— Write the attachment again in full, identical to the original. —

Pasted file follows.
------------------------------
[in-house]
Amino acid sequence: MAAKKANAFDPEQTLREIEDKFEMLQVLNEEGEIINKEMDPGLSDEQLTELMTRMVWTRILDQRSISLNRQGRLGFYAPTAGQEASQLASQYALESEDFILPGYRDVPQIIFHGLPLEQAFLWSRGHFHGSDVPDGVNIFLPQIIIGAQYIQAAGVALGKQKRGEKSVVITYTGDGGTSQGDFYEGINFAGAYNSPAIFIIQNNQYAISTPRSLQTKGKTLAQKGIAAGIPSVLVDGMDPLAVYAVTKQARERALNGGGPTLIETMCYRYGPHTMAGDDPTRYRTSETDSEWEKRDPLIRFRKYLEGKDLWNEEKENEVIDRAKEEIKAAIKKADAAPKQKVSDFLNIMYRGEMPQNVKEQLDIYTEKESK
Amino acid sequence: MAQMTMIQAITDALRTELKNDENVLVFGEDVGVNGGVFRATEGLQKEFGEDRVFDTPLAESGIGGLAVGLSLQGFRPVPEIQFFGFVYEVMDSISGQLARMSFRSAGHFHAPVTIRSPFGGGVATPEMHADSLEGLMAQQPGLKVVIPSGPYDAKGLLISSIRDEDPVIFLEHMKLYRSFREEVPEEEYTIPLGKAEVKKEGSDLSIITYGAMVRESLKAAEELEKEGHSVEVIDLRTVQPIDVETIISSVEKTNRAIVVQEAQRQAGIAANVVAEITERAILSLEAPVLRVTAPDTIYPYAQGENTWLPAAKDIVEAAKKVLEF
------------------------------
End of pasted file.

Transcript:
[in-house]
Amino acid sequence: MAAKKANAFDPEQTLREIEDKFEMLQVLNEEGEIINKEMDPGLSDEQLTELMTRMVWTRILDQRSISLNRQGRLGFYAPTAGQEASQLASQYALESEDFILPGYRDVPQIIFHGLPLEQAFLWSRGHFHGSDVPDGVNIFLPQIIIGAQYIQAAGVALGKQKRGEKSVVITYTGDGGTSQGDFYEGINFAGAYNSPAIFIIQNNQYAISTPRSLQTKGKTLAQKGIAAGIPSVLVDGMDPLAVYAVTKQARERALNGGGPTLIETMCYRYGPHTMAGDDPTRYRTSETDSEWEKRDPLIRFRKYLEGKDLWNEEKENEVIDRAKEEIKAAIKKADAAPKQKVSDFLNIMYRGEMPQNVKEQLDIYTEKESK
Amino acid sequence: MAQMTMIQAITDALRTELKNDENVLVFGEDVGVNGGVFRATEGLQKEFGEDRVFDTPLAESGIGGLAVGLSLQGFRPVPEIQFFGFVYEVMDSISGQLARMSFRSAGHFHAPVTIRSPFGGGVATPEMHADSLEGLMAQQPGLKVVIPSGPYDAKGLLISSIRDEDPVIFLEHMKLYRSFREEVPEEEYTIPLGKAEVKKEGSDLSIITYGAMVRESLKAAEELEKEGHSVEVIDLRTVQPIDVETIISSVEKTNRAIVVQEAQRQAGIAANVVAEITERAILSLEAPVLRVTAPDTIYPYAQGENTWLPAAKDIVEAAKKVLEF